Swiss Cheese

The Strange Yet Fascinating Story of Swiss Cheese

The wholesome goodness of cheese adds to the nutritional value of any cuisine. Swiss cheese is not only used as a garnish, but also to influence a distinct buttery and nutty taste.
Swiss cheese is a variety produced in the United States of America, New Zealand, Canada, and Australia. In fact, this common name is awarded to the several related varieties that resemble the exquisite Emmental. While some of its varieties are riddled with holes or 'eyes', some are distinct for the nutty and bittersweet taste and yet some others without 'eyes', called 'blinds'. This special variety is formed because of the action of three types of bacteria, streptococcus thermophilus, lactobacillus, and propionibacter. Ultimately, during the production, the latter is converted into lactic acid and releases carbon dioxide gas, the bubbles of which result in the 'eyes'!
The ones with larger eyes are believed to have a more pronounced flavor. This distinct flavor which is experimented by chefs and housewives from all over the world, is the result of longer aging and higher temperatures that the cheese is exposed to. The bacteria and enzymes produce a strong flavor. In the United States of America, the pre-sliced variety is very popular. Moreover, the ones with large eyes have a tendency to come apart. The Baby variety is also very popular in the US. This variety is manufactured by using milk whey instead of water, in order to slow down the bacterial action. This variety not only has smaller holes, but also a mild flavor, especially when made from whole milk.
Another variety is known as Lacy. This variety of US small hole cheese is also a product of low-fat milk. The holes are a result of gassy bacteria. It cannot be made in the absence of bacteria. In the initial stages, the milk is worked upon by starter cultures containing bacteria. These bacteria create lactic acid, an essential component of cheese. While some varieties are made in the presence of specific types of bacteria, some require several different bacteria for the distinct flavor and taste. In this variety, the bacteria required are propionibacter shermani.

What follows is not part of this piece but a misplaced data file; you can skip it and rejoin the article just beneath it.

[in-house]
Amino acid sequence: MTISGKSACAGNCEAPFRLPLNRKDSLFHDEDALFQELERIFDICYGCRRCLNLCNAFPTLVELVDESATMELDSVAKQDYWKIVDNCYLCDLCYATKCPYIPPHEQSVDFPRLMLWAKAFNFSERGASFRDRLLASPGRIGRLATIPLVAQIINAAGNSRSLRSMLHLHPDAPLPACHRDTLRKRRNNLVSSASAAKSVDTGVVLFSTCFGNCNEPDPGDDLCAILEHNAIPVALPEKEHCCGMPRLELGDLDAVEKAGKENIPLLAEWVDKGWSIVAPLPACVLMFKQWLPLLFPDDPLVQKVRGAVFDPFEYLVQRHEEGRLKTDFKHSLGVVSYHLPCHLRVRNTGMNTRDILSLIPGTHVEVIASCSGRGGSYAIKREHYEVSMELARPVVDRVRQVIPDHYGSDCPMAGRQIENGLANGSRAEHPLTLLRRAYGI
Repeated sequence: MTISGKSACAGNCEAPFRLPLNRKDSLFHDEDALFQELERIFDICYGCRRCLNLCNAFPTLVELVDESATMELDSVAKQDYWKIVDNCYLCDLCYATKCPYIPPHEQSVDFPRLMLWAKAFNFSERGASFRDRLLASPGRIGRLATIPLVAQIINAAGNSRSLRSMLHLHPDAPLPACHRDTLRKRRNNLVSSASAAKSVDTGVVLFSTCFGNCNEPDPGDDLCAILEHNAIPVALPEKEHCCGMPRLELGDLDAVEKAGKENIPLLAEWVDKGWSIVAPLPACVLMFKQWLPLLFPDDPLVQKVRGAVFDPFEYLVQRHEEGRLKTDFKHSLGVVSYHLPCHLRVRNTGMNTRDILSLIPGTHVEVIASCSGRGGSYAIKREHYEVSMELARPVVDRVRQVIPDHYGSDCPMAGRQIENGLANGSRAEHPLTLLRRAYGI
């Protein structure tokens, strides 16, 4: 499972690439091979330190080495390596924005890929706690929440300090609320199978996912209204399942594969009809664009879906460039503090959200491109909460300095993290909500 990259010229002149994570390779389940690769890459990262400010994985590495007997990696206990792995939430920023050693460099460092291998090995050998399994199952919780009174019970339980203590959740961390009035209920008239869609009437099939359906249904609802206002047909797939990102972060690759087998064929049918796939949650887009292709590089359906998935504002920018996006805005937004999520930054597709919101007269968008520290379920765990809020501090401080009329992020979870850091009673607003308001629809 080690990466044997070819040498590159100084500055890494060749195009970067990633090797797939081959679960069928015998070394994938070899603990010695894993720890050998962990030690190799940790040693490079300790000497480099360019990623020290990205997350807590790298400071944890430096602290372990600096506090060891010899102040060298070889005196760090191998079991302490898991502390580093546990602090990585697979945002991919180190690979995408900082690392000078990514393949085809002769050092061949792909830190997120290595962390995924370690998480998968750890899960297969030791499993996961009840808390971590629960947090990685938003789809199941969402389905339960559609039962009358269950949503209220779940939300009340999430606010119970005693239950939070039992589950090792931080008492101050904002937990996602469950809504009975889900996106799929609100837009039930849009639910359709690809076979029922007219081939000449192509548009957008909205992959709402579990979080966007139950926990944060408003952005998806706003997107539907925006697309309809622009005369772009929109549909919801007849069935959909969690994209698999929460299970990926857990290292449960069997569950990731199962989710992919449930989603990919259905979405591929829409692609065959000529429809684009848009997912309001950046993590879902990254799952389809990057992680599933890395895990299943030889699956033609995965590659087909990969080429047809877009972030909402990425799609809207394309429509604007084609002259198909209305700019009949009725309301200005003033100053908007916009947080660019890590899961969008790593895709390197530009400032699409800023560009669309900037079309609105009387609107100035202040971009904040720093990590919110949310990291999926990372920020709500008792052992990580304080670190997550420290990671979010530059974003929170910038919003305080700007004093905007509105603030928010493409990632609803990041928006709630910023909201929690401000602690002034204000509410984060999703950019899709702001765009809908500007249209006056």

These distinctive holes are controlled in size by changing the acidity level, temperature, and curing time of the mixture. It has not only become synonymous with Jerry Mouse, but has also been recently regulated by the Department of Agriculture to monitor the hole-size of domestically produced variety. This step has been taken to deal with the profusion of sliced varieties in the super markets being sold as generic. There are a number of versions that are replicates or copies of the original version. This attempt comes from the increased demand for mass consumption.
It is pale yellow in color. The large scattered holes and slightly nutty flavor are the results of the fermentation process. The two most authentic varieties are Emmental and Gruyére. There are some excellent American varieties too that emulate the original Swiss traditions. The American variety is reasonably priced and made from pasteurized cow's milk. It is marketed in slices and packets of shredded, regular, and low-fat varieties. This variety is aged only for four months and flaunts a very mild flavor because it melts easily. It is a big hit with children, in sandwiches.
The Emmental gets its name from the Emmental Valley where it originated way back in 1293. In fact, it is credited as Switzerland's most prestigious variety. It is pale yellow in color and made from un-pasteurized cow's milk. Emmental has a distinct flavor - slightly nutty and buttery. This variety also melts easily and is excellent in sauces, and as an accompaniment with fruits and nuts. The Gruyére variety differs from Emmental in the fact that it is produced from fatty cow's milk and the process results in a naturally sweetened, nutty, and buttery flavor. Gruyére has a brownish-gold rind and the center is pale yellow. Gruyére is sold by the wedge and has a number of processed imitations in the market.